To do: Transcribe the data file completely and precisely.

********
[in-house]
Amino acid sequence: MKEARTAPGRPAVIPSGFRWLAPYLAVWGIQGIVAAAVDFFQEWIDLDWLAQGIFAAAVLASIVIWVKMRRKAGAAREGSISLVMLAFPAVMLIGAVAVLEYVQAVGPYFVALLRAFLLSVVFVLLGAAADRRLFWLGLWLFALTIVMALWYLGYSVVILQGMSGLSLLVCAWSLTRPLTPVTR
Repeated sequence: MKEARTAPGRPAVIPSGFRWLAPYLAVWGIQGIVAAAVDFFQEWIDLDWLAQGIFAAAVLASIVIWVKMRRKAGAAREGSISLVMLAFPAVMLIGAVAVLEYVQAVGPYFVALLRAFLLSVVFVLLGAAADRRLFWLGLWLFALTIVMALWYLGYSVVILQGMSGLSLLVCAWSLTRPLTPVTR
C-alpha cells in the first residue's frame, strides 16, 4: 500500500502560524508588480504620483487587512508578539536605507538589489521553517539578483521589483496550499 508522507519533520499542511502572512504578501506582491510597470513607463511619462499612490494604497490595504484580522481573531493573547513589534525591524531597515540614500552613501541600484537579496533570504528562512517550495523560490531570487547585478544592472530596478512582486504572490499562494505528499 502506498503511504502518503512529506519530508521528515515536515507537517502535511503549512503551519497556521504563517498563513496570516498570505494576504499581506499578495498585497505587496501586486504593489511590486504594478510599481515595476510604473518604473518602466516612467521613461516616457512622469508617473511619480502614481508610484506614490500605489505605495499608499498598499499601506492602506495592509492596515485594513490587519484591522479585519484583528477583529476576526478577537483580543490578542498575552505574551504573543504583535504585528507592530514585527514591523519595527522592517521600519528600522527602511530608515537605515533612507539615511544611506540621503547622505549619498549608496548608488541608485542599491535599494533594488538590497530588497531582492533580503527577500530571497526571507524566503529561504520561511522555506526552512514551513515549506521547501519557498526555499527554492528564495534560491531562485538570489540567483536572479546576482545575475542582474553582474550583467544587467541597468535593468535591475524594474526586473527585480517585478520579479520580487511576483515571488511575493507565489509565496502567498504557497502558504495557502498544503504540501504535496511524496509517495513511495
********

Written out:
[in-house]
Amino acid sequence: MKEARTAPGRPAVIPSGFRWLAPYLAVWGIQGIVAAAVDFFQEWIDLDWLAQGIFAAAVLASIVIWVKMRRKAGAAREGSISLVMLAFPAVMLIGAVAVLEYVQAVGPYFVALLRAFLLSVVFVLLGAAADRRLFWLGLWLFALTIVMALWYLGYSVVILQGMSGLSLLVCAWSLTRPLTPVTR
Repeated sequence: MKEARTAPGRPAVIPSGFRWLAPYLAVWGIQGIVAAAVDFFQEWIDLDWLAQGIFAAAVLASIVIWVKMRRKAGAAREGSISLVMLAFPAVMLIGAVAVLEYVQAVGPYFVALLRAFLLSVVFVLLGAAADRRLFWLGLWLFALTIVMALWYLGYSVVILQGMSGLSLLVCAWSLTRPLTPVTR
C-alpha cells in the first residue's frame, strides 16, 4: 500500500502560524508588480504620483487587512508578539536605507538589489521553517539578483521589483496550499 508522507519533520499542511502572512504578501506582491510597470513607463511619462499612490494604497490595504484580522481573531493573547513589534525591524531597515540614500552613501541600484537579496533570504528562512517550495523560490531570487547585478544592472530596478512582486504572490499562494505528499 502506498503511504502518503512529506519530508521528515515536515507537517502535511503549512503551519497556521504563517498563513496570516498570505494576504499581506499578495498585497505587496501586486504593489511590486504594478510599481515595476510604473518604473518602466516612467521613461516616457512622469508617473511619480502614481508610484506614490500605489505605495499608499498598499499601506492602506495592509492596515485594513490587519484591522479585519484583528477583529476576526478577537483580543490578542498575552505574551504573543504583535504585528507592530514585527514591523519595527522592517521600519528600522527602511530608515537605515533612507539615511544611506540621503547622505549619498549608496548608488541608485542599491535599494533594488538590497530588497531582492533580503527577500530571497526571507524566503529561504520561511522555506526552512514551513515549506521547501519557498526555499527554492528564495534560491531562485538570489540567483536572479546576482545575475542582474553582474550583467544587467541597468535593468535591475524594474526586473527585480517585478520579479520580487511576483515571488511575493507565489509565496502567498504557497502558504495557502498544503504540501504535496511524496509517495513511495